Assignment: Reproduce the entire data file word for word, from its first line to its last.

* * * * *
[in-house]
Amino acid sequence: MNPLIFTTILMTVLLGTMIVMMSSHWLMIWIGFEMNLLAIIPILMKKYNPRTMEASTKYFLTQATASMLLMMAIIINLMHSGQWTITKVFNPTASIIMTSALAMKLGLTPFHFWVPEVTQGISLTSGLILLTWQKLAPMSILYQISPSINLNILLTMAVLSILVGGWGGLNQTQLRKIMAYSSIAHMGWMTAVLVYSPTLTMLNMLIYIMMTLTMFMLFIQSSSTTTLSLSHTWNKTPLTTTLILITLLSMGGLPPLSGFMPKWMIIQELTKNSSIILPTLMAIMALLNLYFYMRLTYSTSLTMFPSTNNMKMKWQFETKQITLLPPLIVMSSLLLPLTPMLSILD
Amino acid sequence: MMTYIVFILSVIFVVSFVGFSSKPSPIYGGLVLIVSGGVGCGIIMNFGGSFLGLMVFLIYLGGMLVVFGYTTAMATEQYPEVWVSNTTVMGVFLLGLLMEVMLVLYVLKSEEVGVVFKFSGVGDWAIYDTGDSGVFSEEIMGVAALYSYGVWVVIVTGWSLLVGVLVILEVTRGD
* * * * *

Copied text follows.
[in-house]
Amino acid sequence: MNPLIFTTILMTVLLGTMIVMMSSHWLMIWIGFEMNLLAIIPILMKKYNPRTMEASTKYFLTQATASMLLMMAIIINLMHSGQWTITKVFNPTASIIMTSALAMKLGLTPFHFWVPEVTQGISLTSGLILLTWQKLAPMSILYQISPSINLNILLTMAVLSILVGGWGGLNQTQLRKIMAYSSIAHMGWMTAVLVYSPTLTMLNMLIYIMMTLTMFMLFIQSSSTTTLSLSHTWNKTPLTTTLILITLLSMGGLPPLSGFMPKWMIIQELTKNSSIILPTLMAIMALLNLYFYMRLTYSTSLTMFPSTNNMKMKWQFETKQITLLPPLIVMSSLLLPLTPMLSILD
Amino acid sequence: MMTYIVFILSVIFVVSFVGFSSKPSPIYGGLVLIVSGGVGCGIIMNFGGSFLGLMVFLIYLGGMLVVFGYTTAMATEQYPEVWVSNTTVMGVFLLGLLMEVMLVLYVLKSEEVGVVFKFSGVGDWAIYDTGDSGVFSEEIMGVAALYSYGVWVVIVTGWSLLVGVLVILEVTRGD